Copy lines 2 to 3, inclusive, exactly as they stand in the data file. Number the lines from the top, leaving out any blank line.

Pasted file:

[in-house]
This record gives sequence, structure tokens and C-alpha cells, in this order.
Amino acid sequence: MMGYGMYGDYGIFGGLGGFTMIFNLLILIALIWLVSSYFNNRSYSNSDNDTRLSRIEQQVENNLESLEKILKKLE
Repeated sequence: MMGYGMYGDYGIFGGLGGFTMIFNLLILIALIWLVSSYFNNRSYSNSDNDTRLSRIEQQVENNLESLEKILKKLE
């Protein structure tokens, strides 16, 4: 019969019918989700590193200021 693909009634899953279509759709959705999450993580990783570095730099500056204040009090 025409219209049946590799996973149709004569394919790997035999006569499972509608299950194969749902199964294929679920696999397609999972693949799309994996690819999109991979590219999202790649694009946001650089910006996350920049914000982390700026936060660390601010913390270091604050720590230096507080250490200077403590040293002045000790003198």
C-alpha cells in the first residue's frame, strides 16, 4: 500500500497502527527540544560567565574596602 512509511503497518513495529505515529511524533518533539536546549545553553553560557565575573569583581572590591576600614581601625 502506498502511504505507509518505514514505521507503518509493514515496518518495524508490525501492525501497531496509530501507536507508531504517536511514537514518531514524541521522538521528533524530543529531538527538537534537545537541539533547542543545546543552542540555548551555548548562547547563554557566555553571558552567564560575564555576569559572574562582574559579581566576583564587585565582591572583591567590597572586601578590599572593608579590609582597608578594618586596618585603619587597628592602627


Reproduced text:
This record gives sequence, structure tokens and C-alpha cells, in this order.
Amino acid sequence: MMGYGMYGDYGIFGGLGGFTMIFNLLILIALIWLVSSYFNNRSYSNSDNDTRLSRIEQQVENNLESLEKILKKLE